Trump and Bankman-Fried face speech limits as criminal defendants

Former President Donald Trump walks to speak with reporters before boarding his plane at Ronald Reagan Washington National Airport, Aug. 3, in Arlington, Va. The federal judge overseeing the 2020 election conspiracy case against Donald Trump will hear arguments over a request by prosecutors for a protective order seeking to bar the former president from publicly disclosing evidence shared by the government. AP Photo/Alex Brandon, File

What limits can a court place on a defendant’s free speech while he is out on bail pending trial? This tricky legal question is already taking center stage in the federal prosecution of Donald Trump for trying to subvert the result of the 2020 election, and it’s also come up in the legal proceedings against FTX founder Sam Bankman-Fried.

Judge Tanya Chutkan, presiding in the federal Trump case, has warned that if the former president makes public statements that might intimidate witnesses or otherwise interfere with a fair trial, she will move up the trial date. (The issue has also arisen following the Georgia indictment of Trump delivered this week, though for the purposes of this column I’ll stick to his federal trial.) In principle, Chutkan could even revoke Trump’s bail and send him to jail.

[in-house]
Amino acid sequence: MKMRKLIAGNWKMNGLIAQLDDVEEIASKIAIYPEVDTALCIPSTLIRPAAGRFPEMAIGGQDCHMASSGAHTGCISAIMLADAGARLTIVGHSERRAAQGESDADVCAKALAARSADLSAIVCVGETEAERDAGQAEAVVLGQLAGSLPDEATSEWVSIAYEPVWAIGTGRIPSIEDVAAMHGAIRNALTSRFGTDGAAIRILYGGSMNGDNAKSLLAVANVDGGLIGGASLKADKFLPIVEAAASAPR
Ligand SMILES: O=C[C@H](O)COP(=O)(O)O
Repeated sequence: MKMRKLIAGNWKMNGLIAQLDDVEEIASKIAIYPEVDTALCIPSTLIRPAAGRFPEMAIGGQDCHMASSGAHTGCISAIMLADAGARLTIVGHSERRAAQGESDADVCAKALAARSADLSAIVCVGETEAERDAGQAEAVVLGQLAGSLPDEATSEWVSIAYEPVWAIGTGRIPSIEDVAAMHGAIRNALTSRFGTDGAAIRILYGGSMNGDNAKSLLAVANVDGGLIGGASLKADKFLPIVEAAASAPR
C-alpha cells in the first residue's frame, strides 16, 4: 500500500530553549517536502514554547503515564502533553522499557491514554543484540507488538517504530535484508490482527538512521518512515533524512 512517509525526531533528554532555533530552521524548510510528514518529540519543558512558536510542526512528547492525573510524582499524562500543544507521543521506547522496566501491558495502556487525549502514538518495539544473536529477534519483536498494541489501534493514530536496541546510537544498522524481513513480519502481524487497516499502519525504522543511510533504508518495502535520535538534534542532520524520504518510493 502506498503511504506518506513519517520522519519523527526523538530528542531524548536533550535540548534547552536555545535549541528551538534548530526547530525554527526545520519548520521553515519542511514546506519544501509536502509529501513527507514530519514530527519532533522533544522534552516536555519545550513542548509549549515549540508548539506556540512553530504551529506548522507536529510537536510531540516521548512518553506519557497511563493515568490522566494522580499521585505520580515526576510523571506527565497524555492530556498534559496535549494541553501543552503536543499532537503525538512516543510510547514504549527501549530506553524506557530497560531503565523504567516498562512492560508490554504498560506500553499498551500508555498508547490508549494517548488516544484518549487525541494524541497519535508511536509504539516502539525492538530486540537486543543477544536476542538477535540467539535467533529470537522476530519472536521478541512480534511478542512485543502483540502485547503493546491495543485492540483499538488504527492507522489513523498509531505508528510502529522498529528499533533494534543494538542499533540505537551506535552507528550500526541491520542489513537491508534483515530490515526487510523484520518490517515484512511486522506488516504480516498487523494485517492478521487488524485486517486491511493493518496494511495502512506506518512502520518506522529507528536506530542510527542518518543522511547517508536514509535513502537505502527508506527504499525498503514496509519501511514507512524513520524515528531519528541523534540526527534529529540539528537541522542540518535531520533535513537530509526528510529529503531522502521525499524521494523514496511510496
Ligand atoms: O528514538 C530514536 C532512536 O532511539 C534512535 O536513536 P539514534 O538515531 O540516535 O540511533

That’s what Judge Lewis Kaplan did recently when he revoked Bankman-Fried’s bail. Prosecutors asserted that Bankman-Fried had tried to intimidate a witness, his former colleague and girlfriend Caroline Ellison, by giving messages she had sent him to the New York Times. Bankman-Fried’s lawyers are appealing and will likely argue, as they did before Kaplan, that their client was exercising his First Amendment right to speak to the press.

What’s going on here? It’s well established that defendants charged with crimes keep their basic First Amendment right to assert their innocence. But the practicalities are much more complicated.

When you’re in jail pending trial, you lose many of your First Amendment rights despite being presumed innocent until proven guilty. You can’t freely associate with other people for purposes of expression, a basic First Amendment right. And you may be subject to other limits on expression, including what you can say, to whom, and through what means.

To detain you pending trial, the government must prove by clear and convincing evidence that you’re either a serious flight risk or a danger to the community. Witness tampering and obstruction count as a dangers to the community — either can result in bail being denied or revoked. It’s illegal to interfere with testimony or other aspects of the trial.


Under prevailing law, Trump can say that he is innocent and that the charges against him are bunk. But any statements that a court construes as an attempt to interfere with witness testimony can be punished, including by the revocation of bail.

So courts face a tricky balancing act. The orderly administration of justice must be protected. Yet trials, especially high-profile ones, are also part of the broader political and cultural debates of the time. Defendants are important speakers on the topic of their own trials and their voices shouldn’t be silenced.